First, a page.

Letters Ate Read.
"Balloon race" and "aerial stunts"
were phrases used by the Ironworkers
referring to dynamiting Jobs, according
to the district attorney. Miller read
loners from John J, McNamara to Paul
J, Morln, business agent ot the St
Louis local union, about work at Mo
ran and Mt. Vernon, III.
The letters said that it waa "too early
for aerial stunts," but that the "balloon
i aces named would start later." Mc
Namara also referred to a "high wind"
which wrecked a derrick. Miller said
that all these referred to dynamiting.
The district attorney then took up tho
alleged work of Morln, whom he said
superintended the blowing up at Mt
Vernon, III., of a McCUntock Marshall
job and an attempt on a building at
Alton, 111 , erected by the same con
tractor, who put up the Murat Temple
at Indianapolis, which work was blown
up several times.
The district attorney also connected
Myan with the Peoria, III., explosions.
Tlccordlng to Miller's narrative, Mo
Mantgal was a humane sort, "So averse
to taking human life that on at least
one occasion he wasted the nltro glycer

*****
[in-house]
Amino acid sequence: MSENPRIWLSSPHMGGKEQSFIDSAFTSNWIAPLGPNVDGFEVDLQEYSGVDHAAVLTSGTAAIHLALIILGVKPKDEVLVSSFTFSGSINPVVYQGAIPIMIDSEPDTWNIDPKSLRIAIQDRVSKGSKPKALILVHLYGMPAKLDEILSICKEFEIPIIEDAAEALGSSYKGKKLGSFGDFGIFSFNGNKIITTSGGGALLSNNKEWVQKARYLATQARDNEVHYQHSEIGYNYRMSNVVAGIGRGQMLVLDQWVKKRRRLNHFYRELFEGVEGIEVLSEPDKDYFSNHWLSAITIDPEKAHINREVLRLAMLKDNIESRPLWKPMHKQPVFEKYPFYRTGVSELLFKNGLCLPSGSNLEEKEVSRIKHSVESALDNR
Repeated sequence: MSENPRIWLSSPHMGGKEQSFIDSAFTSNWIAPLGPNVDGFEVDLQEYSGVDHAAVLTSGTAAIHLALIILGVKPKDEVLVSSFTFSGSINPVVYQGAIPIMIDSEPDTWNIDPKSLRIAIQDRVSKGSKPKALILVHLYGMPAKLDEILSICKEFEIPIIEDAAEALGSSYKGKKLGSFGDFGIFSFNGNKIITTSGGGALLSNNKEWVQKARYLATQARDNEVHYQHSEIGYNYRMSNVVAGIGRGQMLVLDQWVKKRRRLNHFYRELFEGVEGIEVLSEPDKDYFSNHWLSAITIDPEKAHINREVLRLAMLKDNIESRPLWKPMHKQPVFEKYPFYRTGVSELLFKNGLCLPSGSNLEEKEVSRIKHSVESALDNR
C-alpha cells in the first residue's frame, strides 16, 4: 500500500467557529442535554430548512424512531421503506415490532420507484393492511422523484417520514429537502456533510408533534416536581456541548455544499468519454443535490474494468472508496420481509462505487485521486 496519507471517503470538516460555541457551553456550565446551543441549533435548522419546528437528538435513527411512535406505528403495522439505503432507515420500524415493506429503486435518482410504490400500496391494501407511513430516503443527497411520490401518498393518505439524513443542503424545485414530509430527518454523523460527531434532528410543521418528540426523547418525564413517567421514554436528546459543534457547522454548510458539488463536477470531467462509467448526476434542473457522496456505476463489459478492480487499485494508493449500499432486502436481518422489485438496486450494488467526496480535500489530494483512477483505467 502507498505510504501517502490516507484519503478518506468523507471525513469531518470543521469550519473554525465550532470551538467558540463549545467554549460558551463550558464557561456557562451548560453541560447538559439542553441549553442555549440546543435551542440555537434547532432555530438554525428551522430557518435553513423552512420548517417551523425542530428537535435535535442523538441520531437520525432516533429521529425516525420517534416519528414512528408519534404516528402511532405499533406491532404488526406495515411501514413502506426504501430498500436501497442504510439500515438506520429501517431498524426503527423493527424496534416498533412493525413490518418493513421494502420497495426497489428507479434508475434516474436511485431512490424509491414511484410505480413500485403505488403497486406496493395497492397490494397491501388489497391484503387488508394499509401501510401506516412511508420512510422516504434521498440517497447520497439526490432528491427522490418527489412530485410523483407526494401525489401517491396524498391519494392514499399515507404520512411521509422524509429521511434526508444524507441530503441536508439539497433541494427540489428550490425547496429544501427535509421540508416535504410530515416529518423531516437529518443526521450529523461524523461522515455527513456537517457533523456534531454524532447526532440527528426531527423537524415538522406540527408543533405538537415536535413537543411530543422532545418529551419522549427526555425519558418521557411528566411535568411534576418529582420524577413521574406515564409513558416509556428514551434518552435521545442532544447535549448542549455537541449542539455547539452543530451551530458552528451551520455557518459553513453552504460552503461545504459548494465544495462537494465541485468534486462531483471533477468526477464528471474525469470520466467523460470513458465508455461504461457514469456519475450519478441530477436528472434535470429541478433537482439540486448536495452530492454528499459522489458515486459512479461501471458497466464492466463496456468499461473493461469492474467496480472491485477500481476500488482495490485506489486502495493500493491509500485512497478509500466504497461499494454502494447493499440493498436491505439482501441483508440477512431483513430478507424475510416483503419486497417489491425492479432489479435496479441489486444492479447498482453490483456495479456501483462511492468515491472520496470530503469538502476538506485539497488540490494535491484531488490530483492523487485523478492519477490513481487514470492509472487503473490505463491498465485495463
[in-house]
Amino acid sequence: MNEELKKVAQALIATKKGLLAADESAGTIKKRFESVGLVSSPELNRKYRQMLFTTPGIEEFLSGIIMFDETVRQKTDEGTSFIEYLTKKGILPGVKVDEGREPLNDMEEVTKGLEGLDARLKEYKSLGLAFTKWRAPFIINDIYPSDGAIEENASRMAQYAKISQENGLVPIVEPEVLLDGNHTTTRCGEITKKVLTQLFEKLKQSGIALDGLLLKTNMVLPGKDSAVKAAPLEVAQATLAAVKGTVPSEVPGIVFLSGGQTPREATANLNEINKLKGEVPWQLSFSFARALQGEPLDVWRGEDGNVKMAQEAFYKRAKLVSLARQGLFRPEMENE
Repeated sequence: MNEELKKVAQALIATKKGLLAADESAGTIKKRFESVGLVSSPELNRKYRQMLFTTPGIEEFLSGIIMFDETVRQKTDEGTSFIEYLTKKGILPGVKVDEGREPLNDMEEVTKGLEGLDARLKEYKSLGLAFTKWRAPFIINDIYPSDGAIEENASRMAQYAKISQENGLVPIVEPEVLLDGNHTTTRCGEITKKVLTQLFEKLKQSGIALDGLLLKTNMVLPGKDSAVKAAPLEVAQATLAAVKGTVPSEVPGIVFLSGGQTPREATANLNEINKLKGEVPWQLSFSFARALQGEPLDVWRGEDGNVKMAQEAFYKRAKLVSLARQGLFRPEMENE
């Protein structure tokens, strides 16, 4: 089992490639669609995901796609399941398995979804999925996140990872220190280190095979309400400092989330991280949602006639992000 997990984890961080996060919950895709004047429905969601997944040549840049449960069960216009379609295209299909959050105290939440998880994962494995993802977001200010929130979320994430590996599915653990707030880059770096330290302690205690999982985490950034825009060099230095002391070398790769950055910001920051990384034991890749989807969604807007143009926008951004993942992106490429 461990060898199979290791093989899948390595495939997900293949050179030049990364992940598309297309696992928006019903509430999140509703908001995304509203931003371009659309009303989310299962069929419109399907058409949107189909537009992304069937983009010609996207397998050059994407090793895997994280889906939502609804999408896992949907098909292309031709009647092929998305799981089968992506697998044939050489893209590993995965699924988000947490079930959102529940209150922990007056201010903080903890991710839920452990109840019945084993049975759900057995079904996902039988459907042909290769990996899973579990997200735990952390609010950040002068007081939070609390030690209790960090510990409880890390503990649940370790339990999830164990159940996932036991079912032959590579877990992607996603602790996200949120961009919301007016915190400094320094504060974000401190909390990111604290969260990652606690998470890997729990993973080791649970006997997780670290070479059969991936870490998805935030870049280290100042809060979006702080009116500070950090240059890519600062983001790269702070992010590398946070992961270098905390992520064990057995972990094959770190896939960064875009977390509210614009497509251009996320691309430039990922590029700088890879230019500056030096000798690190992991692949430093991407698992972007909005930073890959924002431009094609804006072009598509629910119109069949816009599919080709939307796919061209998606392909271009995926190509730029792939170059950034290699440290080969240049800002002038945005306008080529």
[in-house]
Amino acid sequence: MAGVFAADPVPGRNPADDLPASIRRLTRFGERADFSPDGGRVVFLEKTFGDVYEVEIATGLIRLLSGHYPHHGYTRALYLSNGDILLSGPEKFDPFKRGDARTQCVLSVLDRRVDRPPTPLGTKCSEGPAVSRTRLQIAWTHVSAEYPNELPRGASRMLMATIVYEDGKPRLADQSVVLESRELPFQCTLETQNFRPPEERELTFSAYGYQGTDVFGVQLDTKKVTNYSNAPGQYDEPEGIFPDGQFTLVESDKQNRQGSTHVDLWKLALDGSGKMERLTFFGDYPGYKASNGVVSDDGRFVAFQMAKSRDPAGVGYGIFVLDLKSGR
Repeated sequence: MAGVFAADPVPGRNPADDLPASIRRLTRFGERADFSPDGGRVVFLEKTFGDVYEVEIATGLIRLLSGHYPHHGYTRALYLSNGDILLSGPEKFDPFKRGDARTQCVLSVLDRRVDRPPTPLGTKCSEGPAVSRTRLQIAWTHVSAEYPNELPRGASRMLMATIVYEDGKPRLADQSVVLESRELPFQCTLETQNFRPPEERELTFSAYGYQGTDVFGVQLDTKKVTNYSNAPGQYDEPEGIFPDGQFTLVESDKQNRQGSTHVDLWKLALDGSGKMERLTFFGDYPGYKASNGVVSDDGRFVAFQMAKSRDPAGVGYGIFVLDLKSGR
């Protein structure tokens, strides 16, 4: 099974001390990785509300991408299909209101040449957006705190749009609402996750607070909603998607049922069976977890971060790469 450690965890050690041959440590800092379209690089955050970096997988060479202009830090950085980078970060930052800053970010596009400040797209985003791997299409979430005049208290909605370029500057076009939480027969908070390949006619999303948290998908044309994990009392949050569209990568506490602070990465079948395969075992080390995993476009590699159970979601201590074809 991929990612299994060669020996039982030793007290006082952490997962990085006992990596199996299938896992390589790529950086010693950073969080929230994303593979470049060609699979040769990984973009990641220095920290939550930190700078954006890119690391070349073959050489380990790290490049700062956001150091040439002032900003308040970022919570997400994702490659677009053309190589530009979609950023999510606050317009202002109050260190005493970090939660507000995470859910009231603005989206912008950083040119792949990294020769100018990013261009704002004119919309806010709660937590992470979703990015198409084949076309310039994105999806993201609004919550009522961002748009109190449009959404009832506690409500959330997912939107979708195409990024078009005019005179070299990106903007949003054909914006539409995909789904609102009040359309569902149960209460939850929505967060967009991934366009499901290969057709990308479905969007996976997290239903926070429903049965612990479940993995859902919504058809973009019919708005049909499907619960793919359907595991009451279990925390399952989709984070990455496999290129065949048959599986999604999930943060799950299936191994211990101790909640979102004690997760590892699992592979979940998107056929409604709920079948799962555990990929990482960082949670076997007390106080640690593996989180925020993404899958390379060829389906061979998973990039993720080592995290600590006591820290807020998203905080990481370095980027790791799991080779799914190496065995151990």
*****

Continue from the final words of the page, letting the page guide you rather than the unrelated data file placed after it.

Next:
ine rather than Injure a night watch
man" on the Mt. Vernon Job. Miller
said McManigal Intended to set only one
explosion, mowing up a derrick car
The watchman refused to be enticed to
a theater, but persisted in remaining
close to the derrick. To get the man
away ind save his 11 to, Miller said, Mc
Manigal set an extra explosion down the
yards, so timed that It would take tho
watchman out of the zono of danger
fro mthe big explosion,
Miller said that the famous alarm
clock nltro gljcerlne contrivance was
first used by McManigal at Mt. Vernon,
Many Honest Unbelievers and Heathen
Die, where do they go? Hear Judge
jfuinenoru aunaay auernoon ana you
will know. Columbia Theater, 3 o'clock.
Nothing More to Say Re
garding Testimony to
Campaign Probers.
NEW T.ORK. Oct t-"Mr sworn
statement'' "Washington answers all
the charge. I've nothing else to say
about It eitner now or at any ruiure
time." 7 " v .
In this manner . fqrraer President
Theodore Roosevelt today summed up
all that heiad to say about his tes
timony bcfotw.the Senatorial committee
Investigating campaign funds.
He was bomtianled with questions as
Boon as he arrived here from Wash